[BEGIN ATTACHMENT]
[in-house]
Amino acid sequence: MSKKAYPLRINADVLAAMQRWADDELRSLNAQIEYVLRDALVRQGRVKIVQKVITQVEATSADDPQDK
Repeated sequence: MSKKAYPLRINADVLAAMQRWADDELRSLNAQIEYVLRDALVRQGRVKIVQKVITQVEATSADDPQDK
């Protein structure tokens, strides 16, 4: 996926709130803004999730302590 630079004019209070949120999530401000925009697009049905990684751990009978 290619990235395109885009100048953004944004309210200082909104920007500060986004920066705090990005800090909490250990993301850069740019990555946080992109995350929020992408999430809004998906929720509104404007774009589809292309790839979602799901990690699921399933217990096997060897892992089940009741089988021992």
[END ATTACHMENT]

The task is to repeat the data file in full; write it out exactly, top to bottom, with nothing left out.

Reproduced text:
[in-house]
Amino acid sequence: MSKKAYPLRINADVLAAMQRWADDELRSLNAQIEYVLRDALVRQGRVKIVQKVITQVEATSADDPQDK
Repeated sequence: MSKKAYPLRINADVLAAMQRWADDELRSLNAQIEYVLRDALVRQGRVKIVQKVITQVEATSADDPQDK
């Protein structure tokens, strides 16, 4: 996926709130803004999730302590 630079004019209070949120999530401000925009697009049905990684751990009978 290619990235395109885009100048953004944004309210200082909104920007500060986004920066705090990005800090909490250990993301850069740019990555946080992109995350929020992408999430809004998906929720509104404007774009589809292309790839979602799901990690699921399933217990096997060897892992089940009741089988021992």